The epidemiology of cryptococcal meningitis reflects the rise of the AIDS epidemic and the subsequent introduction of antiretroviral therapy. A significant increase in the incidence of cryptococcal meningitis was observed during the rise of the AIDS epidemic. Subsequently, antiretroviral drugs led to a decrease in its incidence. Among non-HIV infected patients, the rate of fungal meningitis has remained more or less constant during the past few decades.28,29 The populations with highest risk for cryptococcal meningitis are AIDS patients with CD4 counts of 100 or less and chronic immunosuppressant use in transplant patients and those with autoimmune disease.28 HIV-negative and non-transplant patients with cryptococcal meningitis most often have risk factors for fungal disease such as cancer or immunologic or autoimmune disorders.30
Risk factors for candidal meningitis include neurosurgery patients, presence of a ventriculostomy or ventriculoperitoneal shunt, neutropenia, intravenous drug use, and systemic candidiasis. Candida species are by far the most common fungal pathogens to infect CNS shunts; patients usually present weeks to months after placement of the device and are at particularly high risk of contracting candidal meningitis if they have received antibiotics for a bacterial infection. Neonates, especially premature infants and those receiving antibiotics for a bacterial infection, are at increased risk of meningitis due to Candida.28 Meningitis due to Aspergillus is rare and has been considered to occur primarily in patients with severe chronic neutropenia or immunosuppressed transplant patients, especially those experiencing graft rejection and therefore receiving aggressive immunosuppressive regimens.28 However, in one review of 93 cases, more than half of patients (55.9%) were immunocompetent.31 Coccidioides and Histoplasma most often cause subclinical or self-limited respiratory illness, but can cause disseminated disease. In one-third to one-half of patients with disseminated coccidioidal disease, meningitis develops. Only 2% of patients with coccidioidal meningitis are HIV-positive or on immunosuppressive drugs.28 Disseminated disease and meningitis in histoplasmosis is much more common in immunocompromised hosts.28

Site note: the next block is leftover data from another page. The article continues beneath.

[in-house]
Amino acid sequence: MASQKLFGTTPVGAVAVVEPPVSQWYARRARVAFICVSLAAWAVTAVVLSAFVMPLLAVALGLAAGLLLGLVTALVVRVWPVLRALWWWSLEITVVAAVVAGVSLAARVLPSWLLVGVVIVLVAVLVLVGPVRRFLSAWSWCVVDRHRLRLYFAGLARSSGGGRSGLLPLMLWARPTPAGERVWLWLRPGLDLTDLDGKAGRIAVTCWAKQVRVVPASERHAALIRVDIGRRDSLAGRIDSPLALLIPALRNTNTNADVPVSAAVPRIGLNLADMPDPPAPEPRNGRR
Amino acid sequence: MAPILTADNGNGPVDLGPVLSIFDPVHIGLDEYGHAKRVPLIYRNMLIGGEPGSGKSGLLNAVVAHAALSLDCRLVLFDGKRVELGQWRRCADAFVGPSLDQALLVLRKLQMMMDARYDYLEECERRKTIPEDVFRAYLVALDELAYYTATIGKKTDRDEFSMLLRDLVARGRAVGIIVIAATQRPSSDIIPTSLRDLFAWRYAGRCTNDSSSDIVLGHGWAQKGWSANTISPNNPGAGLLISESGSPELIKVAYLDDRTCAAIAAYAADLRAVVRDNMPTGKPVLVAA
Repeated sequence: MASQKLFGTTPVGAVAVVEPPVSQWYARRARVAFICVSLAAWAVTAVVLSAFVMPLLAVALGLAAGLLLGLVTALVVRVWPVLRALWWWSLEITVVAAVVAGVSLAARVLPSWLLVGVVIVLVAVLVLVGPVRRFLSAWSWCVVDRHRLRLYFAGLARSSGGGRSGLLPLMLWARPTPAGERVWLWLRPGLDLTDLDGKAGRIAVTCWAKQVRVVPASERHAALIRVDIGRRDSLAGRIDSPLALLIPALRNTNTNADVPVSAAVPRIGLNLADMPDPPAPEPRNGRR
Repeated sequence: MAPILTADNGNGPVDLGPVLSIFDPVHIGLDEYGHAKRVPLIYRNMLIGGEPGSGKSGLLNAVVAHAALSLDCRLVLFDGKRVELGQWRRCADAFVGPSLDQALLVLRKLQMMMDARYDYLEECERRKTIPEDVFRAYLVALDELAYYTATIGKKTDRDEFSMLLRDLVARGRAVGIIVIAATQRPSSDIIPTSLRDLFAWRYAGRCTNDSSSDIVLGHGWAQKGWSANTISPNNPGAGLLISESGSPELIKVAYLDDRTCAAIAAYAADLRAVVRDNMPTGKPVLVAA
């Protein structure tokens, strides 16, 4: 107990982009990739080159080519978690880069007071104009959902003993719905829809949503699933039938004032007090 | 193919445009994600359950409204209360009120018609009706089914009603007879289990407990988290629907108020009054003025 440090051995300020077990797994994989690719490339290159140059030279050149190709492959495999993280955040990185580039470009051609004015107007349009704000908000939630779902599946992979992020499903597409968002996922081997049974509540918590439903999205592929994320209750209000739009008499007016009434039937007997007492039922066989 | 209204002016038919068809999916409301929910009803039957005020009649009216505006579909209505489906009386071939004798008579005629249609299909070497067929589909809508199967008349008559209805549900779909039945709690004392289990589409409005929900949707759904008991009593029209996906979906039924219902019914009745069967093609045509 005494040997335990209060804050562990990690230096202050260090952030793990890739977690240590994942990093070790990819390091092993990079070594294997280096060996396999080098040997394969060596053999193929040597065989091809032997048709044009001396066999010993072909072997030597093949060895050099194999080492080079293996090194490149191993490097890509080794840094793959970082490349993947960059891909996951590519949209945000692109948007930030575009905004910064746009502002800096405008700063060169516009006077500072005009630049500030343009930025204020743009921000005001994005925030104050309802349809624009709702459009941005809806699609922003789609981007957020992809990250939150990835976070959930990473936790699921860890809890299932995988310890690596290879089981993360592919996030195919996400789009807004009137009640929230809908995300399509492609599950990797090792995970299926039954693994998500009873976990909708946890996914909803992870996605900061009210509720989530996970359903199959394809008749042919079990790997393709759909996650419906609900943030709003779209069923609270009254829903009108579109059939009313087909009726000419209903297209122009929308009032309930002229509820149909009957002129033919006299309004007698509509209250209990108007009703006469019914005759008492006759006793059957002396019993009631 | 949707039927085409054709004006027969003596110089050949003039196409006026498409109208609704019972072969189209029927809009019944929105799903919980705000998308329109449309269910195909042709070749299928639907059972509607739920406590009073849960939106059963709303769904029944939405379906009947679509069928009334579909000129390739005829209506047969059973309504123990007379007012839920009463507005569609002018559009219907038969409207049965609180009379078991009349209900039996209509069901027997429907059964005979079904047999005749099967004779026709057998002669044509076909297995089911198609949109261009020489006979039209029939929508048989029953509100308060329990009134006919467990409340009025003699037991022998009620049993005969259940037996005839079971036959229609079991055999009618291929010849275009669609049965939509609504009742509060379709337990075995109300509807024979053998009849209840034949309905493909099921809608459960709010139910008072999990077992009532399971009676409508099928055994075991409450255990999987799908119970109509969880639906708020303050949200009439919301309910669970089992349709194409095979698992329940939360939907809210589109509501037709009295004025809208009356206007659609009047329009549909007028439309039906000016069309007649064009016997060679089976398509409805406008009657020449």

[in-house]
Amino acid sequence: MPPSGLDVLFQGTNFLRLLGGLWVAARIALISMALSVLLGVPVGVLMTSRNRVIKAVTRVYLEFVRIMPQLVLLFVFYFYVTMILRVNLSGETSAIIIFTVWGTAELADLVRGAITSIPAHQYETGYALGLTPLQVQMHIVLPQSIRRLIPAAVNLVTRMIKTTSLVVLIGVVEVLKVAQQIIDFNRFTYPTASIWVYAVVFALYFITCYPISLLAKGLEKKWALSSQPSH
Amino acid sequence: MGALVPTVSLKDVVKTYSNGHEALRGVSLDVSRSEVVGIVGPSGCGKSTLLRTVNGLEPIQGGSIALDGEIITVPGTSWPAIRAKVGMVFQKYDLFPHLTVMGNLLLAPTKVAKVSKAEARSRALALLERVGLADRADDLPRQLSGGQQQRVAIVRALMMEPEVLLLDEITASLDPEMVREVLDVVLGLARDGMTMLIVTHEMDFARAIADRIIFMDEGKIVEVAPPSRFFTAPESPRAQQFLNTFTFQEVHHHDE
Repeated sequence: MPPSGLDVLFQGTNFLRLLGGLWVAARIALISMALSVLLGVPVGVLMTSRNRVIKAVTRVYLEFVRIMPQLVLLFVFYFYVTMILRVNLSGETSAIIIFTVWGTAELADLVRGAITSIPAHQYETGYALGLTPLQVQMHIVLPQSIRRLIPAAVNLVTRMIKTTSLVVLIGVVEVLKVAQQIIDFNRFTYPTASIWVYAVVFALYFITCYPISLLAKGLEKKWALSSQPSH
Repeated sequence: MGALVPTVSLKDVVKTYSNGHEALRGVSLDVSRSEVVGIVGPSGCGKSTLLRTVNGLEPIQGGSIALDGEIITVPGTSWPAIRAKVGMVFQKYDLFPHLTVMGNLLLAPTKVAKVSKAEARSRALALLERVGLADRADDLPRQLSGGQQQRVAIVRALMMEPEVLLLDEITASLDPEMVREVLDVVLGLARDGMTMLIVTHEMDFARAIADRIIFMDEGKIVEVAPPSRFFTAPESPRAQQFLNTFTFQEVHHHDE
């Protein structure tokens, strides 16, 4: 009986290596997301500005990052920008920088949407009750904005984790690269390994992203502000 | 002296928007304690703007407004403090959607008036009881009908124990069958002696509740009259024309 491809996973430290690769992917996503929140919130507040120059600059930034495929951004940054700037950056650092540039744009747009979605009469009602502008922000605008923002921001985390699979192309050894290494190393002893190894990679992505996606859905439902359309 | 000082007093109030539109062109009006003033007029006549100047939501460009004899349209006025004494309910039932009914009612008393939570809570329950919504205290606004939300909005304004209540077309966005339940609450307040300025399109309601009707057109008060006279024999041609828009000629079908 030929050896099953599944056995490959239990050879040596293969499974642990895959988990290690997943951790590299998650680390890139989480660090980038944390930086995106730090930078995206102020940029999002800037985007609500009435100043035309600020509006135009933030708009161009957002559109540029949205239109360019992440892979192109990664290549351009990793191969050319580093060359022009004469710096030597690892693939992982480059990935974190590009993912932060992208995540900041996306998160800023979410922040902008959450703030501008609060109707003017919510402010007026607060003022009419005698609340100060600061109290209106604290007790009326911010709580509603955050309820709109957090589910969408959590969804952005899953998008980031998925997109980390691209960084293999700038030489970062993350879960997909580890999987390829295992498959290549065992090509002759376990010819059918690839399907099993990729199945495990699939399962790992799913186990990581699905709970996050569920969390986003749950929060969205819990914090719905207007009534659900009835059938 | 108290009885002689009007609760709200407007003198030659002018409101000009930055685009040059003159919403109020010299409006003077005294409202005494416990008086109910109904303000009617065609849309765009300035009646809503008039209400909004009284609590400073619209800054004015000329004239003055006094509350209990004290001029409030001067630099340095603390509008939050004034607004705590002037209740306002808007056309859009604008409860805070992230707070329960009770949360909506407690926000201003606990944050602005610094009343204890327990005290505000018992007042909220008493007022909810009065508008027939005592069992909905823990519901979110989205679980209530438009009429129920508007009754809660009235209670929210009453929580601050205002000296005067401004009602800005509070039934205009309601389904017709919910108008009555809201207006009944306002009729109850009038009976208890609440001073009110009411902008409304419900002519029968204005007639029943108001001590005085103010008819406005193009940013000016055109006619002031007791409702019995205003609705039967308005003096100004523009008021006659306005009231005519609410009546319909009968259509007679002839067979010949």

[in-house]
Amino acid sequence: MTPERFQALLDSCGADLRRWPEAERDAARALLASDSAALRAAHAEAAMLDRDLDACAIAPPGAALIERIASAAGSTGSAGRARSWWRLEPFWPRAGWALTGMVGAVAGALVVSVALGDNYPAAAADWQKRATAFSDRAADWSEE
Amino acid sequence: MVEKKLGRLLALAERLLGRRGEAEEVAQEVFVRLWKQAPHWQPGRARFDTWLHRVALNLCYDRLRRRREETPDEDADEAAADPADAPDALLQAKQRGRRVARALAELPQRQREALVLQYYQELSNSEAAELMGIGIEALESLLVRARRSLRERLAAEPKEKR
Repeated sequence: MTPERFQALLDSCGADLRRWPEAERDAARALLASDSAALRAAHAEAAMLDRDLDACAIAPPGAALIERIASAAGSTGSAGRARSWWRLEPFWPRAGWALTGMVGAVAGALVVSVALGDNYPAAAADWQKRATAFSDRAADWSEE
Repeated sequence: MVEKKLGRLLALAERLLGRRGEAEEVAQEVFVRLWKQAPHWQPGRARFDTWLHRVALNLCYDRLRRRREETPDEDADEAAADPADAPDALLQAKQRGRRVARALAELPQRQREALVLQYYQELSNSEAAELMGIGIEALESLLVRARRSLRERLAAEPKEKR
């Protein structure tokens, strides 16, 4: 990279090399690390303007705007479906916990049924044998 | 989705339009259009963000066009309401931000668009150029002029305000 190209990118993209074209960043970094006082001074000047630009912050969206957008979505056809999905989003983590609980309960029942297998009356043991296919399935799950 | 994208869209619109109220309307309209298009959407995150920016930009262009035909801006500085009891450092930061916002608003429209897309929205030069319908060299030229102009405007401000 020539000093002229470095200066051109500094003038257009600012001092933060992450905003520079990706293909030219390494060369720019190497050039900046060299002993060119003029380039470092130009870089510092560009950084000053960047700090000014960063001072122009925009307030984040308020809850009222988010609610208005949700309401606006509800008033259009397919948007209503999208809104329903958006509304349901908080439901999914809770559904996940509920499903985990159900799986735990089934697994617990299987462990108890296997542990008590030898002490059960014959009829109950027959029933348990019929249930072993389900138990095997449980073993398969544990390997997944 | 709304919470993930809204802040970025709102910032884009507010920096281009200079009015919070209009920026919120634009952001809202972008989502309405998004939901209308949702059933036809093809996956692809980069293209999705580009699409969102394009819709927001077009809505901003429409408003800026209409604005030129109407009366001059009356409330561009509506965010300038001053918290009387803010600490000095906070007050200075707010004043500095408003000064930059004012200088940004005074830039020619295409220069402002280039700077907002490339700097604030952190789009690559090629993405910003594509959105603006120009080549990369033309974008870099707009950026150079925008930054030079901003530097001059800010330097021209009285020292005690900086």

The clinical manifestations of fungal meningitis are variable and depend on the causative fungi, but much variability exists even within one type of fungal meningitis. As in bacterial meningitis, neck stiffness is not a reliable sign in neonates with fungal meningitis, who usually present with fever and nonspecific signs and symptoms.32 Cryptococcal meningitis most commonly presents with gradual onset headache and confusion. Patients may present with cranial nerve palsies, seizures, and visual loss as a result of increased intracranial pressure. Fewer than one out of every five patients with cryptococcal meningitis present with the classic signs of meningitis such as fever and neck stiffness. Symptoms are usually less acute than with bacterial and viral meningitis, with patients sometimes reporting weeks of symptoms.28,30 Candidal meningitis most commonly presents with headache and fever; symptoms may be acute or chronic in onset.28,32 Patients with CNS shunts are more susceptible to candidal than other fungal infections; they most often present with fever and signs and symptoms of increased intracranial pressure such as headache, vomiting, and altered mental status.32 Most patients with aspergillus meningitis present with altered mental status, seizures, or focal neurologic deficits. Neck stiffness is found in a minority (19%); symptoms are usually acute in onset but may also be chronic or subacute.28,31 Patients with meningitis due to Coccidioides, Blastomyces, and Histoplasma almost always present with symptoms of chronic meningitis.28